3. The top 10 grossing films released in 2010.

4. The years of birth for the runners in the Boston

marathon.

## 10. Classify data according to the four levels of measurement.

Things you should know from Chapter 1Classify data according to the four

levels of measurement.

ANSWERS

Examples:

1. A list of badge numbers of police officers at a precinct.

(note: badge numbers can identify officer rank).

Ordinal.

2. The horsepowers of racing car engines. Ratio.

3. The top 10 grossing films released in 2010. Ordinal.

4. The years of birth for the runners in the Boston

marathon. Interval.

## 11. Know how data are collected – by doing an observational study, performing experiment, using a simulation, using a survey, or taking a census.

Things you should know from Chapter 1Know how data are collected – by doing an

observational study, performing experiment, using a

simulation, using a survey, or taking a census.

Examples:

Which method of data collection would you use:

1. A study on the effect of low dietary intake of

vitamin C and iron on lead levels in adults.

2. A study of charitable donations of the CEOs in

Syracuse, New York.

3. A study of college professors’ opinions on

teaching classes online.

## 12. Know how data are collected – by doing an observational study, performing experiment, using a simulation, using a survey, or taking a census.

Things you should know from Chapter 1Know how data are collected – by doing an

observational study, performing experiment, using a

simulation, using a survey, or taking a census.

ANSWERS

Examples:

Which method of data collection would you use:

1. A study on the effect of low dietary intake of vitamin C

and iron on lead levels in adults. Experiment.

2. A study of charitable donations of the CEOs in Syracuse,

New York. Census. (or survey – but census would be

better)

3. A study of college professors’ opinions on teaching

classes online. Survey.

## 13. Know good ways to design an experiment.

Things you should know from Chapter 1Know good ways to design an

experiment.

- Sample size, sampling methods, control/placebo

with blind studies, replication

## 14. Identify/describe the different sampling techniques: simple random sampling, stratified sampling, cluster sampling, convenience sampling, and systematic sampling

Things you should know from Chapter 1Identify/describe the different sampling

techniques: simple random sampling, stratified

sampling, cluster sampling, convenience

sampling, and systematic sampling

ANSWERS

Examples:

Identify the sampling technique. Explain your decision.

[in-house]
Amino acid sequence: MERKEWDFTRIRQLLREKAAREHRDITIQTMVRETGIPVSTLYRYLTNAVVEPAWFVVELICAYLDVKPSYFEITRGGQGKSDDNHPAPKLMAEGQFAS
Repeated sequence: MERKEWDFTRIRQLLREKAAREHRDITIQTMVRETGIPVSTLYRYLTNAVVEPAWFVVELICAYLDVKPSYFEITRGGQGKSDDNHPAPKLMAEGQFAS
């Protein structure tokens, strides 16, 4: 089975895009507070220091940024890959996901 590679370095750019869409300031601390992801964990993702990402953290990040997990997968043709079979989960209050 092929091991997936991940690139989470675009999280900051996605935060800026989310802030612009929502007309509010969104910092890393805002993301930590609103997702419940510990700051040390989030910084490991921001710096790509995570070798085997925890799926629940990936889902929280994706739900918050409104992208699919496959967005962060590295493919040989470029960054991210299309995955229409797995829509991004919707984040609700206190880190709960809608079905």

1. A student asks 18 friends to participate in a psychology experiment. Convenience –

because it is convenient to non-randomly choose your friends. (could be other

answers, as long as they are correctly supported)

2. A pregnancy study in Cebu, Philippines randomly selects 33 communities form the

Cebu metropolitan area, then interviews all available pregnant women in these

communities. Cluster – several groups were randomly selected and all members of

those groups were interviewed.

3. Law enforcement officials stop and check the driver of every third vehicle for blood

alcohol content. Systematic – a predetermined system to the sampling.

4. Twenty-five students are randomly selected from each grade level at a high school

and surveyed about their study habits. Stratified – population divided into groups

(grade levels) and students randomly selected from each group.

## 15. Identify a biased sample

Things you should know from Chapter 1Identify a biased sample

Examples:

Identify a bias that might occur in the following

studies:

1. A student asks 18 friends to participate in a

psychology experiment.

2. Law enforcement officials stop and check the

driver of every third vehicle for blood alcohol

content.

## 16. Identify a biased sample

Things you should know from Chapter 1Identify a biased sample

ANSWERS

Examples:

Identify a bias that might occur in the following studies:

1. A student asks 18 friends to participate in a psychology

experiment. Biased – groups of friends tend to have

similar traits/personalities.

2. Law enforcement officials stop and check the driver of

every third vehicle for blood alcohol content. Not really

biased. (could be biased depending on the location –

could be outside of a concert/bar/etc)